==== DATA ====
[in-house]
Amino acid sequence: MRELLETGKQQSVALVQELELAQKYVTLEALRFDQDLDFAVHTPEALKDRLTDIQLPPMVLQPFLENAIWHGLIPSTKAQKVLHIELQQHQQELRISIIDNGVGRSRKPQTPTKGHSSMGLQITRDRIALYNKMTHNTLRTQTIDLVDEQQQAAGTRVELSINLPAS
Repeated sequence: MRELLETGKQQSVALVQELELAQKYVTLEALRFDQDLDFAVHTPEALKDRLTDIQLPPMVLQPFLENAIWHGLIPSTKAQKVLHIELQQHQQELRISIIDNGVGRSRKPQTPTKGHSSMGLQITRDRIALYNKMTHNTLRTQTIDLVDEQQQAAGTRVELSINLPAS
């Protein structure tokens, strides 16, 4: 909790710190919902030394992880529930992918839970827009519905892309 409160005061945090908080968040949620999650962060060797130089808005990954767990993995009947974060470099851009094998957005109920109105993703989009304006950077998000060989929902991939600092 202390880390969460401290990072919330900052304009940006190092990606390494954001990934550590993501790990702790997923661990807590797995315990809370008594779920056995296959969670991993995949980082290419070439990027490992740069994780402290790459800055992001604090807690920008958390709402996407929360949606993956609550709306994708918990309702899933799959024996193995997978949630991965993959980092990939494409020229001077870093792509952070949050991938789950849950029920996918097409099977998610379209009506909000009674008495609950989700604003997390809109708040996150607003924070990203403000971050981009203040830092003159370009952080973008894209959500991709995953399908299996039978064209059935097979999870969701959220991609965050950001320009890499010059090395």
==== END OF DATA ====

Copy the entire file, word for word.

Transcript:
[in-house]
Amino acid sequence: MRELLETGKQQSVALVQELELAQKYVTLEALRFDQDLDFAVHTPEALKDRLTDIQLPPMVLQPFLENAIWHGLIPSTKAQKVLHIELQQHQQELRISIIDNGVGRSRKPQTPTKGHSSMGLQITRDRIALYNKMTHNTLRTQTIDLVDEQQQAAGTRVELSINLPAS
Repeated sequence: MRELLETGKQQSVALVQELELAQKYVTLEALRFDQDLDFAVHTPEALKDRLTDIQLPPMVLQPFLENAIWHGLIPSTKAQKVLHIELQQHQQELRISIIDNGVGRSRKPQTPTKGHSSMGLQITRDRIALYNKMTHNTLRTQTIDLVDEQQQAAGTRVELSINLPAS
């Protein structure tokens, strides 16, 4: 909790710190919902030394992880529930992918839970827009519905892309 409160005061945090908080968040949620999650962060060797130089808005990954767990993995009947974060470099851009094998957005109920109105993703989009304006950077998000060989929902991939600092 202390880390969460401290990072919330900052304009940006190092990606390494954001990934550590993501790990702790997923661990807590797995315990809370008594779920056995296959969670991993995949980082290419070439990027490992740069994780402290790459800055992001604090807690920008958390709402996407929360949606993956609550709306994708918990309702899933799959024996193995997978949630991965993959980092990939494409020229001077870093792509952070949050991938789950849950029920996918097409099977998610379209009506909000009674008495609950989700604003997390809109708040996150607003924070990203403000971050981009203040830092003159370009952080973008894209959500991709995953399908299996039978064209059935097979999870969701959220991609965050950001320009890499010059090395």